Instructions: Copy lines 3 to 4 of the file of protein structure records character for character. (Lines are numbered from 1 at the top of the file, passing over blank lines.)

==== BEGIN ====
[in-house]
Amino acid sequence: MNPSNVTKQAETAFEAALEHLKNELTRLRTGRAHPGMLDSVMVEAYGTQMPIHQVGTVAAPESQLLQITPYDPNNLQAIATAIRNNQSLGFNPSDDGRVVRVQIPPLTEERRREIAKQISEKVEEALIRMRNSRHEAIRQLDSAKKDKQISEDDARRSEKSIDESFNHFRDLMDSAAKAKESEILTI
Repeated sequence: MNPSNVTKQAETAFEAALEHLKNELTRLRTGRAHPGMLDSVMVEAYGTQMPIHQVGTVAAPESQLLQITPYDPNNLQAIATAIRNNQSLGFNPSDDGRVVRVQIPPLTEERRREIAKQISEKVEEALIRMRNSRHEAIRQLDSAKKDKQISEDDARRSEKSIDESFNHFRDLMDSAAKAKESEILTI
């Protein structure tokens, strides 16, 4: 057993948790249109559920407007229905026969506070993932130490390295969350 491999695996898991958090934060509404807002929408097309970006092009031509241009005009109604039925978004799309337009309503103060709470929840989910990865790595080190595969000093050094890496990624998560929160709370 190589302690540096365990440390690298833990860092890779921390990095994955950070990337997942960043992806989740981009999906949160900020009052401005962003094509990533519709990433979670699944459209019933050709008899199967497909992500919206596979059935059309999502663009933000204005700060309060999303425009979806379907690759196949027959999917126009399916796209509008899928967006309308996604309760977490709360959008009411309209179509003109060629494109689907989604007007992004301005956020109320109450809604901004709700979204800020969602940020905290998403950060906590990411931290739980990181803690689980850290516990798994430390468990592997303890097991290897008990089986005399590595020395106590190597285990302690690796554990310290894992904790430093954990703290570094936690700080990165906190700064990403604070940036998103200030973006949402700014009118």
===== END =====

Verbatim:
Repeated sequence: MNPSNVTKQAETAFEAALEHLKNELTRLRTGRAHPGMLDSVMVEAYGTQMPIHQVGTVAAPESQLLQITPYDPNNLQAIATAIRNNQSLGFNPSDDGRVVRVQIPPLTEERRREIAKQISEKVEEALIRMRNSRHEAIRQLDSAKKDKQISEDDARRSEKSIDESFNHFRDLMDSAAKAKESEILTI
């Protein structure tokens, strides 16, 4: 057993948790249109559920407007229905026969506070993932130490390295969350 491999695996898991958090934060509404807002929408097309970006092009031509241009005009109604039925978004799309337009309503103060709470929840989910990865790595080190595969000093050094890496990624998560929160709370 190589302690540096365990440390690298833990860092890779921390990095994955950070990337997942960043992806989740981009999906949160900020009052401005962003094509990533519709990433979670699944459209019933050709008899199967497909992500919206596979059935059309999502663009933000204005700060309060999303425009979806379907690759196949027959999917126009399916796209509008899928967006309308996604309760977490709360959008009411309209179509003109060629494109689907989604007007992004301005956020109320109450809604901004709700979204800020969602940020905290998403950060906590990411931290739980990181803690689980850290516990798994430390468990592997303890097991290897008990089986005399590595020395106590190597285990302690690796554990310290894992904790430093954990703290570094936690700080990165906190700064990403604070940036998103200030973006949402700014009118």